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Mr Smith Goes To Washington (1939)
Director: Frank Capra
Cast: James Stewart, Jean Arthur, Harry Carey, Claude Rains
Frank Capra, in a career spanning both silent films and talkies, has directed many a classic. Mr Smith Goes to Washington is, by far, one of the most accomplished movies to come out of his stables. Loosely speaking, this movie can be termed as part of a trilogy that Capra made that centered on the common man. The other two are Mr Deeds Goes to Town and Meet John Doe.
When an unnamed senator from a mid-western state dies, an idealistic small town scout master is nominated to the senate by a corrupt gang of politicians and businessmen. The idea is that he'll keep their wrong doings a secret. An idealistic man is a tough nut to crack is what the politicians in Washington learn, as he takes on the O U T O N DV D
The Damned United (2009)
Cast: Michael Sheen, Jim Broadbent, Colm Meaney
Director: Tom Hooper
The Damned United is set in the England of 1974, when the now-popular football clubs like Chelsea and Manchester United weren't the ruling champs. Leeds United was the one dominating the club league. Based on the book by the same name, (written by David Pearce) The Damned United tells the story of the 44-day reign of Brian Howard Clough as the manager of Leeds United.
Michael Sheen, who has made a business out of portraying real-life characters - Tony Blair (Queen) and David Frost (Frost/Nixon) - plays Clough, a charismatic, outspoken and often controversial man, whose achievement of winning back-to-back European Cups with Nottingham Forest is considered one of the greatest in football history. Peter Morgan, the writer of Queen and Frost/Nixon has adapted the book for the screen.
The Damned United is a funny, dramatic and immensely enjoyable film held together by Sheen's brilliant portrayal of Clough. The film is not big on sporty on -field action, but a dramatic re-telling of what happened during that period and the events leading up to it. Most important, unlike other sports films, this is not a story of a man's triumph but of his failure. One does not need to know who Clough was, nor is it necessary to brush up on English football history to enjoy The Damned United.
might of ruthless politicians who are out to destroy him.
A charming comedy-drama, this movie established James Stewart as a leading hero in Hollywood. Full of wit and warmth, Mr Smith Goes to Washington not only stands out for Stewart's endearing performance but also because of its context. Though it talks about politics and politicians in 1939, the film remains as relevant today as it was then.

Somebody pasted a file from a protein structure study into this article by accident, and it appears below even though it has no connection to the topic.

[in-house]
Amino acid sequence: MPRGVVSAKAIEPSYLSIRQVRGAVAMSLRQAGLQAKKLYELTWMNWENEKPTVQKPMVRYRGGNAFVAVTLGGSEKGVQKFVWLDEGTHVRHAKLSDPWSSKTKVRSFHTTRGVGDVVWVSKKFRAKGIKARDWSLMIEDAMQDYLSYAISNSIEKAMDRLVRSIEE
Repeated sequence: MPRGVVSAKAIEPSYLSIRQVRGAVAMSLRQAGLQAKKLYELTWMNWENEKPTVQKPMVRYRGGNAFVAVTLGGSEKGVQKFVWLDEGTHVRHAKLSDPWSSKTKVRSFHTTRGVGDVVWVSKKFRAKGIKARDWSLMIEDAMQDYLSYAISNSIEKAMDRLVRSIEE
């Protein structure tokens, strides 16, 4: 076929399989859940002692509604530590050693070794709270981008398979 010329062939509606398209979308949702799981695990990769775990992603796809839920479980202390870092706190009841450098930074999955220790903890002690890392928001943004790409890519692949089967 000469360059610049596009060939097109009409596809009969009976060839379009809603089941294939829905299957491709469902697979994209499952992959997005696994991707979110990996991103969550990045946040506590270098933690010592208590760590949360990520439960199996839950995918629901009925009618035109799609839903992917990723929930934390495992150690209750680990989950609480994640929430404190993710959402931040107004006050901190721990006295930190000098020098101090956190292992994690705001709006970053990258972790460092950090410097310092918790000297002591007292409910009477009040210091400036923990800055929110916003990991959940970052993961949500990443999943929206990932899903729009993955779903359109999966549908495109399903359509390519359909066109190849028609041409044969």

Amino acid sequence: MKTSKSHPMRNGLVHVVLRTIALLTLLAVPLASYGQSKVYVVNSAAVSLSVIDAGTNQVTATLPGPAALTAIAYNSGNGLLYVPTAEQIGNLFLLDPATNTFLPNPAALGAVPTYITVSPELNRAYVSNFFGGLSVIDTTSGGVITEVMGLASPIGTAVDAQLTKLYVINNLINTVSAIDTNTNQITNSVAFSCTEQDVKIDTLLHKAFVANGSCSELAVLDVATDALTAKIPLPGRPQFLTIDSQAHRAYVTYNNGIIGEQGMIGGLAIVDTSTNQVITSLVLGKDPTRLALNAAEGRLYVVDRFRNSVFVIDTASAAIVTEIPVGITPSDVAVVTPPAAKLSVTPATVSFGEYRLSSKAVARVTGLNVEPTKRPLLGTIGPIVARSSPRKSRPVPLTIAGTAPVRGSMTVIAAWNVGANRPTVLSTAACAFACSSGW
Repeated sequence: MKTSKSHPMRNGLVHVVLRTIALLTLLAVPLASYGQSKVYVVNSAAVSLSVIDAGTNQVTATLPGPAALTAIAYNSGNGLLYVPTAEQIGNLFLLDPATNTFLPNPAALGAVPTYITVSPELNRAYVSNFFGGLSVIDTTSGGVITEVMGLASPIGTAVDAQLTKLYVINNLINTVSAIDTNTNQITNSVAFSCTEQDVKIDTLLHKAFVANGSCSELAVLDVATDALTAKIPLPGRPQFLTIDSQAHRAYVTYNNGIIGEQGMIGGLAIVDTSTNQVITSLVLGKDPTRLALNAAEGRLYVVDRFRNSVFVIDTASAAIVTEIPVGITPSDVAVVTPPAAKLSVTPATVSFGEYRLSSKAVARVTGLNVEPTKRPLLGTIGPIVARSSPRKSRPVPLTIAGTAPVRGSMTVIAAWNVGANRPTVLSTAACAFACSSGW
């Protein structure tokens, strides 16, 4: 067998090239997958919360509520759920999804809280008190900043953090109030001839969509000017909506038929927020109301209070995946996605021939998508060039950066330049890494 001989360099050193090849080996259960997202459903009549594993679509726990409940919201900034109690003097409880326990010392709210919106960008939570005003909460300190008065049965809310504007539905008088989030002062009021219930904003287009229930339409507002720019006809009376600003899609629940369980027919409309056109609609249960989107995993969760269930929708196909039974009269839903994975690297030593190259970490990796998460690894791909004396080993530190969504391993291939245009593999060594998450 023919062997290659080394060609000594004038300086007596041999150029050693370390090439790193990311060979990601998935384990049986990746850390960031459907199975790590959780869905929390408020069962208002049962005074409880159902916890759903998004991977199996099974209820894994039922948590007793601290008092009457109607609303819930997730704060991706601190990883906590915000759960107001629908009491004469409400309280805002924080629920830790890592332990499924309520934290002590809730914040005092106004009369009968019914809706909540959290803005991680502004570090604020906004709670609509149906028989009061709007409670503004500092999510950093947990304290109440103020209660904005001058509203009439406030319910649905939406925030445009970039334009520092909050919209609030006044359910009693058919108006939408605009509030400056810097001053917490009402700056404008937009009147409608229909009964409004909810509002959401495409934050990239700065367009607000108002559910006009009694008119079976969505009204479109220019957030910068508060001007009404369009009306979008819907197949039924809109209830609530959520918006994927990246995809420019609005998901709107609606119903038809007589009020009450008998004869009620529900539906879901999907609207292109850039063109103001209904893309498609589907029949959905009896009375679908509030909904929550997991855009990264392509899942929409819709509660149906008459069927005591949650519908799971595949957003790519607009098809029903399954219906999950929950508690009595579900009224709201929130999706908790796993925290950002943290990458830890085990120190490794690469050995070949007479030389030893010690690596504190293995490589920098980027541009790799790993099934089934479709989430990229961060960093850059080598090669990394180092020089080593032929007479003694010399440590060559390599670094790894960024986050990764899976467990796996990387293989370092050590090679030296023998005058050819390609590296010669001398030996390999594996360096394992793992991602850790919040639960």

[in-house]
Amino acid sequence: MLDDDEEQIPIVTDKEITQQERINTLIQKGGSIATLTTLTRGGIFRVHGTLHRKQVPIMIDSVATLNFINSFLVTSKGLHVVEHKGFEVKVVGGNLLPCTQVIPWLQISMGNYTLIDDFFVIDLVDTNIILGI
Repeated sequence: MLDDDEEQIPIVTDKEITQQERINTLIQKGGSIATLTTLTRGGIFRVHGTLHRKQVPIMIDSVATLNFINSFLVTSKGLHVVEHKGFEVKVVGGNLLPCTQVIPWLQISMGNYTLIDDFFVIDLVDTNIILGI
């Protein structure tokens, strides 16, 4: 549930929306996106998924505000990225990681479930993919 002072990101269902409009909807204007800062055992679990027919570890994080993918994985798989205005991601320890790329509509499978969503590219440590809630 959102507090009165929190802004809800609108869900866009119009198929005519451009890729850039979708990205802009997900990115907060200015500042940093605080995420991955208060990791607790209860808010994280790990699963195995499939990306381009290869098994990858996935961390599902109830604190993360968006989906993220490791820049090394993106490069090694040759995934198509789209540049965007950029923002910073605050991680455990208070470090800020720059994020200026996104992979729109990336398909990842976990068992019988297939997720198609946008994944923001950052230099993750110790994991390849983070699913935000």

The movie was nominated for 11 Academy Awards in 1939, a year considered to be the most difficult in the history of the Oscars. It was also the year of Gone With the Wind, The Wizard of Oz and Wuthering Heights, among others. But it won just one - for best writing.
Ashes Of Time Redux (2008)
Language: Cantonese, Mandarin
Director: Wong Kar Wai
Cast: Leslie Chung, Brigitte Lung, Tony Leung Chiu Wai
Ashes of Time was first released in 1994. Fifteen years later, Wong Kar Wai revisited the film to achieve the technical standards it needed and re-released it as Ashes of Time Redux. The film was an official selection, out of competition, at the Cannes Film Festival in 2008,
Ashes of Time is a martial arts film, but unlike any of the traditional genre films one might have seen. Instead of treating the characters as heroes, which is generally the norm, the film shows them as ordinary people - at the stage before they become great.
Inspired by characters from Louis Cha's martial arts novel The Eagle-Shooting Heroes, Ashes of Time centers on a man named Ouyang Feng. Since the woman he loved rejected him, he has lived in the western desert, hiring skilled swordsmen to carry out contract killings. His wounded heart has made him pitiless and cynical. However his encounters with friends, clients and future enemies make him conscious of his solitude. The film is set in five parts, five seasons that are part of the Chinese almanac.
The story of the film is complex and difficult to comprehend-true to Wai's style of concentrating more on the emotional outcome of events on his characters than filling in linear details of the events leading to them. But its breath-taking visuals, the drama and stylised action more than compensate for that.
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